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Willingham retires from coaching

Jul 20, 2010, 7:30 AM EDT

(Editor’s note: I understand that there’s still plenty of animosity toward the former head coach of the Irish and Huskies. This isn’t an outlet for commenters to take one last swing at the man, so if things get too out of control, I’ll be quick to remove anything I find too insulting.)

Lost in the shuffle of yesterday’s news that Pat Haden was taking the athletic director job at USC was the news that former Notre Dame coach Tyrone Willingham was retiring from coaching.  Willingham hadn’t worked since he was fired by Washington in the tail-end of a winless 2008 season, his third year in Seattle after spending three seasons at Notre Dame.

From Rick Scoppe of the Jacksonville Daily News:

Willingham
smiled. Perhaps, but only a volunteer basis at events such as
Saturday’s daylong camp at his high school alma mater. Willingham, who
is 56 and said he had “no problem announcing that,” insisted his
coaching days are behind him.
  

The
former head coach at Stanford, Notre Dame and Washington has no wish
to return to the sidelines.
  

“I’m
retired,” he said.
  

Willingham,
who also served as the president of the American Football Coaches
Association two years ago, said no more until he was nudged by another
question.
  

“I’ve
done 30 years of collegiate and professional coaching. That’s not a
bad career. I think I’ve had failures. I think I’ve had successes. I
think I’ve been places that most people will never go in life with my
career
. It’s a good career,” he said.   

Willingham never achieved the success at Notre Dame or Washington that he did at Stanford, although his 2002 season resulted in national coach of the year awards as well as a 10 win season. While his firing at Notre Dame was largely controversial and resulted in quite a bit of egg in the University’s face, history shows that Willingham might have been the last of a dying breed: a head football coach more content to be a figure-head than the hard-charging, recruiting-committed, 24-hours-and-365-days-plugged in guy that’s needed in today’s college football.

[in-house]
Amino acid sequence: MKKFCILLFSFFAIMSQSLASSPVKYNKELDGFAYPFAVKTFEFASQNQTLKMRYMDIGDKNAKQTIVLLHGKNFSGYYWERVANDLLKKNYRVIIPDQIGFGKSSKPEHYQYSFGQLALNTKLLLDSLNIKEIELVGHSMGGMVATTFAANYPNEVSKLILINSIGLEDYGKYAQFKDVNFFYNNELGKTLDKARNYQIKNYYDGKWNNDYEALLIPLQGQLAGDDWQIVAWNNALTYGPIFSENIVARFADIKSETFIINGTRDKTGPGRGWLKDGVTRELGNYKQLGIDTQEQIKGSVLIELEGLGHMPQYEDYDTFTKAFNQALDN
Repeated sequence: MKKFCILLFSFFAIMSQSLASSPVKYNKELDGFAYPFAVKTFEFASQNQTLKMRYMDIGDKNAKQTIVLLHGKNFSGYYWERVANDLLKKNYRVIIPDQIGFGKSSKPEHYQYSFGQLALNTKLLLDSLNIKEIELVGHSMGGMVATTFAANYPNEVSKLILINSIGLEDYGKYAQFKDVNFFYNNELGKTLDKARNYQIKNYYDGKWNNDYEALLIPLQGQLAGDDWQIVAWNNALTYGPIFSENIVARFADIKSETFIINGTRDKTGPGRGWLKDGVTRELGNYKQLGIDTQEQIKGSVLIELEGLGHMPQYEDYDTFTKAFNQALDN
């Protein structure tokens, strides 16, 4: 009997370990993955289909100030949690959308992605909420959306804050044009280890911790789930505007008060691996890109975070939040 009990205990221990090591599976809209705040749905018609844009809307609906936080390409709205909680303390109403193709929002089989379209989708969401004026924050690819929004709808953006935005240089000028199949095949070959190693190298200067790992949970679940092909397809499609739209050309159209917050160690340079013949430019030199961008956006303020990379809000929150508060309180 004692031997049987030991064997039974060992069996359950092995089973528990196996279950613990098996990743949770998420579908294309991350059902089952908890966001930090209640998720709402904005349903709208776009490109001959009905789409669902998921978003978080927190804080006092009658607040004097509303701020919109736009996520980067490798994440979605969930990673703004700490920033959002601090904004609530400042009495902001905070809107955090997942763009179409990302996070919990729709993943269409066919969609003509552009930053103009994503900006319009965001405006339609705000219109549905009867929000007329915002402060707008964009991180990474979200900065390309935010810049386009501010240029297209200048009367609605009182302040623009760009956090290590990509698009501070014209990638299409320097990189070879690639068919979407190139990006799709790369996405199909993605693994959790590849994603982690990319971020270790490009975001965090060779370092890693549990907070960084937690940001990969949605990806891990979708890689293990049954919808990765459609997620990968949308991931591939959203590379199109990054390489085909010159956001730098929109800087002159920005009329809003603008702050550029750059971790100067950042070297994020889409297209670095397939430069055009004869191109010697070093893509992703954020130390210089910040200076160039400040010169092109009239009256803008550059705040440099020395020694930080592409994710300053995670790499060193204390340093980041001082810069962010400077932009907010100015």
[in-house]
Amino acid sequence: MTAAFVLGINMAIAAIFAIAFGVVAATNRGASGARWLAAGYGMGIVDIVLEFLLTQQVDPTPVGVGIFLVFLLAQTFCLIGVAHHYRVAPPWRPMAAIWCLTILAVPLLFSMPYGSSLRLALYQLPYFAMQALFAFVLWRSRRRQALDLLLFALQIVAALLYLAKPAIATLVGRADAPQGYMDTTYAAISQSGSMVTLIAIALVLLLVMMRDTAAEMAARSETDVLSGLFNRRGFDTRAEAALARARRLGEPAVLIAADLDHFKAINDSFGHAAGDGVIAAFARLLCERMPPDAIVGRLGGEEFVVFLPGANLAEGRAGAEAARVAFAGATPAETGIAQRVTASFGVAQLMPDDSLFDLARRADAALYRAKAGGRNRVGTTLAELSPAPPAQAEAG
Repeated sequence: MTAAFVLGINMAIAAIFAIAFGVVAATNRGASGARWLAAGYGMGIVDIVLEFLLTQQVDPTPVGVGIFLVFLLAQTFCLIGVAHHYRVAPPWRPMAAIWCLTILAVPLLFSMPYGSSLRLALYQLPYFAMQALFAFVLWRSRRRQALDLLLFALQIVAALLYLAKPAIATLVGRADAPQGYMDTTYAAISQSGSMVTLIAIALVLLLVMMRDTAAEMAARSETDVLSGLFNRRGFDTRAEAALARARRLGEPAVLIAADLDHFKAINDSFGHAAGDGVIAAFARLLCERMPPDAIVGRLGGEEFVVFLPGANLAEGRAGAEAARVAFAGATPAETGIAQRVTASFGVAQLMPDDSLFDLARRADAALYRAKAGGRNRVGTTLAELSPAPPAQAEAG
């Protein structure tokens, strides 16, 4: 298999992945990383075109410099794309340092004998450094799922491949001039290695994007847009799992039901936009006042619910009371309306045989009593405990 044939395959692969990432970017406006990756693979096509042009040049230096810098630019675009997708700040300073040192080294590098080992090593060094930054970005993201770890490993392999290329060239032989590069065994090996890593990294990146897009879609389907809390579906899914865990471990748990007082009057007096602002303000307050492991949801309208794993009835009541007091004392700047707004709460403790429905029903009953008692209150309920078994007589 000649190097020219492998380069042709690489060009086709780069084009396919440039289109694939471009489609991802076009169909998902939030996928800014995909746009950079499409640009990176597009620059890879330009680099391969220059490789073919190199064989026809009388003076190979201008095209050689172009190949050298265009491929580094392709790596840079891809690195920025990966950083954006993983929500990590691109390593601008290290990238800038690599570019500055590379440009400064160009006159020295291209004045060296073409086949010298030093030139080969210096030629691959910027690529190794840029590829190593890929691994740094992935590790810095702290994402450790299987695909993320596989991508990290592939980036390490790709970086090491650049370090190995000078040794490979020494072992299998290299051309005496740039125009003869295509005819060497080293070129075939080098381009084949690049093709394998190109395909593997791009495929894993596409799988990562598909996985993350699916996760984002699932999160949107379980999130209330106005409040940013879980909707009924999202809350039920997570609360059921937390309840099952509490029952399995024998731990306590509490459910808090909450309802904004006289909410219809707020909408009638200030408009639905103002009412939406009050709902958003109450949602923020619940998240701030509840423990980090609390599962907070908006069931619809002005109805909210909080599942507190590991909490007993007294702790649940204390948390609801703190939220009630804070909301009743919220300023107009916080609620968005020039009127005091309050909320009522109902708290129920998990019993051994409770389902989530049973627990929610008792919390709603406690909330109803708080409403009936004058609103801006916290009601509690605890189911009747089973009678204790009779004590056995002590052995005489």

As recruiting became more and more essential to a head coach’s job, Willingham struggled. It’s no surprise that Willingham’s last good season as a head coach, 2002, was the first year of computerized archives on Rivals recruiting websites. This was a coach that didn’t hit the road during the spring evaluation
periods, not an entirely uncommon move back then, but something that was utilized by every top-notch head coach until it was eventually banned by the AFCA, while Willingham served as its president. 

(While Willingham’s best efforts recruiting were in 2003, you can argue that the class  headlined by Brady Quinn, Victor Abiamiri, Trevor Laws, and Tommy Zbikowski was a product of a magical first year, not hard-work off-the-field by Willingham.)

Willingham has no desire to get into athletic director’s chair, he’s merely content to retire at 56-years-old after 30 years of coaching at the collegiate and professional levels.



  1. Brian - Jul 21, 2010 at 5:28 AM

    That note at the beginning of your piece has cost you my readership. I agree with the sentiment that the ad hominem attacks are unnecessary, but something about that note just doesn’t sit right and the more i think about it the less i like you personally for writing it.

  2. Keith Arnold - Jul 21, 2010 at 12:29 PM

    Brian, Not sure you’ve got a real reason to quit reading, especially after the commenters are going after the announcing team in the NBC booth.
    Also not sure the “the more i think about it the less i like you personally for writing it.” I don’t think we know each other personally either, but if we do, I’d like to think we’d get along just fine.
    There are enough websites out there today where you can kick Ty around, especially today, I’d just prefer you didn’t do it here.